Moeezuddin Mohmand likes to call his style a mix of rock and Sufi music
Back in the 80s, when there was only state-run TV, an engineer-turned-singer created waves when he sang poems of the great Pashto poet Ghani Khan.
Sardar Ali Takar, whose singing style resembled Saigal and Ustaad Nashanas, quickly became a favourite among the youth. It was not only his poetry and voice but the music was also modern, which attracted the Pashtun youth. Sardar Ali Takar’s sonorous voice and Ghani Khan Baba’s poetry became somewhat synonymous. Decades later, Takar is still known and revered for singing the great Pashto poet, Ghani Khan.
Now, in the age of social media, where the youth hardly read poetry books, one young singer Moeez’s voice is once again reviving the same love for Ghani Khan’s verses.
Moeezuddin Mohmand is just 24 and he has already found a voice as he sings Ghani’s verses. He said that he instantly connected to Ghani when he read his poetry. The youth can understand Ghani because his poetry is an expression of the feelings of the youth like him.
“Ghani is not just for the learned and the philosophers alone. Young people like us get him too,” said Moeez. The problem so far has been the fact that the Pakhtun youth don’t read books in Pashto language.
“I don’t read books much but once I started reading Ghani Khan I was amazed how easy it was for me to get him,” he said. He chooses verses and composes his songs himself. He came up with a few good compositions during jamming sessions with his friends Atif and Ishad Bangash.
His first two compositions on Ghani Khan’s verses ‘Badshahi De Jehan Se Krhay, Zan La Walay Zyatay Gham’ [Why do you want the kingdom of the world and increase your woes] and his composition of ‘De Mohabbat Bazaar Ke Ogarzedam’ [I walked in the market of love] are just a glimpse of his hidden talent that needs encouragement and an opportunity to bloom.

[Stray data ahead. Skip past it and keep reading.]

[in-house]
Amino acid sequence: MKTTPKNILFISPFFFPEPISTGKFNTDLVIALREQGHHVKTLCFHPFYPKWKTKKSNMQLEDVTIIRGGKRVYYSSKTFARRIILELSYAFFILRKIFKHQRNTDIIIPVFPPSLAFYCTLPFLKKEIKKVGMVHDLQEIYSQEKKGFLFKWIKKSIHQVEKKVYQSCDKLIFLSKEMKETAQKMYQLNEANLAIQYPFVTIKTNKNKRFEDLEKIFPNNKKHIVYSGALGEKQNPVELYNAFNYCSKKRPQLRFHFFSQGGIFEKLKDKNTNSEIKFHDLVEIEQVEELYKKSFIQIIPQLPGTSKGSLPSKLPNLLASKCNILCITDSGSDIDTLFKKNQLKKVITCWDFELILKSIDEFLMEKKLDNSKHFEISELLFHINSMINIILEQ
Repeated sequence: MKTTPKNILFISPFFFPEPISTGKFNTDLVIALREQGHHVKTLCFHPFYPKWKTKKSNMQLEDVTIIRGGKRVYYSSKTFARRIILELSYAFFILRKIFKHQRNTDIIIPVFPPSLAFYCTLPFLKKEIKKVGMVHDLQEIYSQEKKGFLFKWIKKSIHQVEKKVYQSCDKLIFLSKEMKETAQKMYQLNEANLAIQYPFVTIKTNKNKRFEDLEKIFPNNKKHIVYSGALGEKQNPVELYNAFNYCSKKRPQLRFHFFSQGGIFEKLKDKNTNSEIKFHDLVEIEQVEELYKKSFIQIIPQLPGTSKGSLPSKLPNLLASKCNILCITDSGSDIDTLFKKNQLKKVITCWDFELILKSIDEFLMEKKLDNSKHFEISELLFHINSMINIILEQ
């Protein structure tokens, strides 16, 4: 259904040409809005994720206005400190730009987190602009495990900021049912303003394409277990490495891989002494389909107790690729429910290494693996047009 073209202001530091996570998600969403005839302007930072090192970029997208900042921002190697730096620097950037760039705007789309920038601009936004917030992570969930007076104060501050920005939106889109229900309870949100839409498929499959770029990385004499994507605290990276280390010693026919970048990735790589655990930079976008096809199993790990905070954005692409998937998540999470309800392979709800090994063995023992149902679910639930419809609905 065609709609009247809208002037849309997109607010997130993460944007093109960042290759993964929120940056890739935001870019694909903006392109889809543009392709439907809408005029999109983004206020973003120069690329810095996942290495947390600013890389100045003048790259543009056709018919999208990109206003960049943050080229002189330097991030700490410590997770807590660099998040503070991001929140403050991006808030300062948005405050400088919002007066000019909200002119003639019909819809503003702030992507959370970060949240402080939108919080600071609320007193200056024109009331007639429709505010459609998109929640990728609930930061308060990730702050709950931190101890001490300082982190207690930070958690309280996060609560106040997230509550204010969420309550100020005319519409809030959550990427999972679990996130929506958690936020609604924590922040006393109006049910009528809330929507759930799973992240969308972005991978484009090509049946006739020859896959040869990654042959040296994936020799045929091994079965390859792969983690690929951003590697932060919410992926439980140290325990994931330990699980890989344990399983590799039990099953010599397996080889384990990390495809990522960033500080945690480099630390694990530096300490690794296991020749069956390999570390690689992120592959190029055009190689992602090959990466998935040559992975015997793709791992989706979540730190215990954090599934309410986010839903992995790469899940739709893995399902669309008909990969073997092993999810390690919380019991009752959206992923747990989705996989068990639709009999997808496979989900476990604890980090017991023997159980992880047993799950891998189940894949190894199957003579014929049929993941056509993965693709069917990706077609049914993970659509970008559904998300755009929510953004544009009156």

The youth is already sharing his songs on Facebook and WhatsApp, some hearing Ghani Khan’s verses for the first time through Moeez’s songs.
Moeez likes to call his style a mix of rock and Sufi music but some of his notes hit folk chords of a Tapay-loving Pakhtun. His style, no wonder, is a unique mix because he experiments with his songs and tries to be original rather than copy other singers.
The 24-year-old has no resources to form a band and complete recording his albums ‘Badshahi’ and ‘ Qismat’ but he is happy singing on his own without any professional guidance or help.
He added that folk musical gatherings in hujras in his village are something he enjoys. There is no mic and no judgements, just pure fun singing to the locals in one’s own language. “I had been a bathroom singer for a long time and hadn’t had many concerts,” he said shyly.
The talented singer is very humble when he talks about his gifted voice. At times he is doubtful of his voice but when the youth listens to Ghani Khan in his rock style, it goes crazy. His friend Atif vouches for that. Ironically, Moeez’s voice is soothing.
“I tell the audience to focus on the lyrics [Ghani Khan’s poetry] and it is so mesmerising that they forget how I sound,” he said in a lighter vein.
He’s boggled by how Sardar Ali Takar attracted youngsters to listen to his songs by singing Ghani Khan. He might be re-doing just that after decades but in a much challenging time to a youth attracted to many other technologies. He is once again reviving Ghani Khan for the Pakhtun youth.
Moeez may be young, unsure and an amateur, but he has attributes of making of a great Pashto singer.
During his lifetime, Ghani Khan was frustrated about how his verses were sung by folks, people say he even expressed it openly. Moeez’s songs, despite modern music, have captured the rebellious spirit of Ghani’s poetry. He has sung Ghani Khan aptly. Perhaps in a manner Ghani Khan himself would have liked the young singer’s renditions of his songs. -DN
BY SADIA QASIM SHAH
THE PASHTUN TIMES